How To Spot Online Weight Loss Scams

Caveat Emptor:  Let the Buyer Beware!  Wouldn’t you think twice before opening this door?  Boy did the red flags go up regarding a site that showed up on my social media page today.

Stay with me on this.  Here is the set-up:  A headline appears on your social media feed for using tele-medicine for weight loss…

which opens to a write up about how good using tele-medicine is which…

Then has a link that references a legitimate study by the medical community which you can read…

So you do and it does look like a legitimate medical report.  (* See Note Below)…

and coming back to their pitch, they confidently say their doctors will be with you every step of the way

 

But when you do a little research it reveals a Pandora’s Box.

Things go downhill fast when you open all their many disclaimer doors and boxes and read all the alarming fine print located all over the site:

–and yes, you are responsible to find them, read them all, then agree to all.

 

Yikes!   I don’t think so…I could have named this blog post:

“When an online company wants to use its physicians to treat you but clearly states it is not the same as seeing a real doctor in person.

There were so many disclaimers on this site I lost count.  Here are some of them:

The annoying things:

1).  They make it very hard to find the fine print which is in multiple locations spread all over their site.

2).  They annoy and distract you with their chat window.  It comes up again and again no matter how many times you close it.  It seems they want you to chat and not read the real stuff.

3).  Then pop-ups keep showing up to sell vitamins and other sorts of “health foods”.

4).  They say they will advertise to you on Third Party Websites after you start your service with them.

5).  They say they will share your “cookie” information with other Third-Party services who will also then start placing ads to you on whatever platform they can find you.

Now for the real issues and your health:

6).  In the initial disclaimer which I found at the bottom of the home page, they say you should not start any diet program without first consulting your primary doctor!

Then why do this online thing when you should first consult your primary care physician?  Just use a local doctor, local services.

 

7).  The next thing facing you to use their services, you have a TON of paperwork to fill out with ALL your health information including a HIPPA form.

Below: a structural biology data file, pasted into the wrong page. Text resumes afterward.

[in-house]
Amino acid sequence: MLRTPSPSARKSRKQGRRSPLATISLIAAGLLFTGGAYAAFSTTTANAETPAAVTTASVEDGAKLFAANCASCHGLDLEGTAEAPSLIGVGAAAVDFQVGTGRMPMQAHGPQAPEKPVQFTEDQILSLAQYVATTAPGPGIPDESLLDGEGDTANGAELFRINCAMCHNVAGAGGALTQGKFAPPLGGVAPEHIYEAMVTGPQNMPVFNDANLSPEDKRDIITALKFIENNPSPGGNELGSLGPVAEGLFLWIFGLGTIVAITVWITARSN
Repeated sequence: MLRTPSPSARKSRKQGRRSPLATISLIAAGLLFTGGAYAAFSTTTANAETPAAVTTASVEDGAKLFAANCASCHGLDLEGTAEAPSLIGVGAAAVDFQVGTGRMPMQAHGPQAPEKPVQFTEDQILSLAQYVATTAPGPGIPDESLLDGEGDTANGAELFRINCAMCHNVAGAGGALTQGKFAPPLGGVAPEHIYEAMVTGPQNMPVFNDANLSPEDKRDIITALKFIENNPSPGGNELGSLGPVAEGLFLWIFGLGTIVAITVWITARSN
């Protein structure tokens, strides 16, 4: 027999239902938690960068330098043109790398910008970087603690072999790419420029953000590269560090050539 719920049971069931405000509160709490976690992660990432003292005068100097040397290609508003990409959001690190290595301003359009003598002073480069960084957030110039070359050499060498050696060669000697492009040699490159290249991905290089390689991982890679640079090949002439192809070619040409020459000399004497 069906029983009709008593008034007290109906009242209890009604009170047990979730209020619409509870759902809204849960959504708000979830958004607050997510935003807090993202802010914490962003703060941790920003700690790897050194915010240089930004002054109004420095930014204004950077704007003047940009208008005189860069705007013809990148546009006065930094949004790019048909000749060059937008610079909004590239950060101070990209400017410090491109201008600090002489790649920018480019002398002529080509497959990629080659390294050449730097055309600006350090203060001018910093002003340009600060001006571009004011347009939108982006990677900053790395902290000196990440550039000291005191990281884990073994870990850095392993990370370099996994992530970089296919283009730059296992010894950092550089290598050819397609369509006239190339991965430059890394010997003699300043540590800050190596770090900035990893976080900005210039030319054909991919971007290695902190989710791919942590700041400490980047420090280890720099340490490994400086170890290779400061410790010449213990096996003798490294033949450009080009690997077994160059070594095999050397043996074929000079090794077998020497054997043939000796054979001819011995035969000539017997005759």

Of a critical note regarding your privacy and HIPPA, once you sign it over to them, in the fine print they are allowed to disclose your information to others.

Of course you shouldn’t want it disclosed!

 

8).  They plainly state you will not have an in person meeting with a real physician and therefore if you have a medical condition that needs immediate treatment, it might be missed!

9).  They next describe how you are solely responsible to “seek medical attention in a timely manner” if you start suffering from the medications they have been prescribing.

Summary. 

I think you get the idea.  Now am I against tele-medicine?  No.  I have a primary doctor who has seen me and kept records on me.

To use tele-medicine to initiate a conversation is fine.  If it leads to an in house appointment, that is fine.

 

My point of this post is, “caveat emptor”, let the buyer beware!  Read the fine print.  It may be tedious, but your health is at stake and you need to make wise choices.

* Note:  Here is the link the online weight loss company referenced about tele-medicine.  Click Here to read it, then come back here to read the next paragraph.

This legitimate study was published was 22 years ago in 1998.  It does not specifically say anything about doing weight loss via tele-medicine.   But once you finish reading the credible link and then go back to the weight loss site, DO NOT drop your guard!

10).  Don’t assume all is OK because they cited a scientific article.  You must keep digging and really check them out.

In general, when I am reading pitches on social media and I find a couple of disclaimers like the ones I cited above (1 – 9), I just hit “Click” and move on because they are not worth my time, nor especially my health!

Enjoy!    TK.    (05/16/20 – 30).

 

Journaling Jokes:

 

Click to see the fun opening credits for the show!

Door Photo by Tyler Nix.  Unsplash.    Boxes Photo by Clem Onojeghuo, Unsplash.  Paperwork Photo by Scott Graham, Unsplash.  Doctor photo by CDC, Unsplash.

Timothy Kirk

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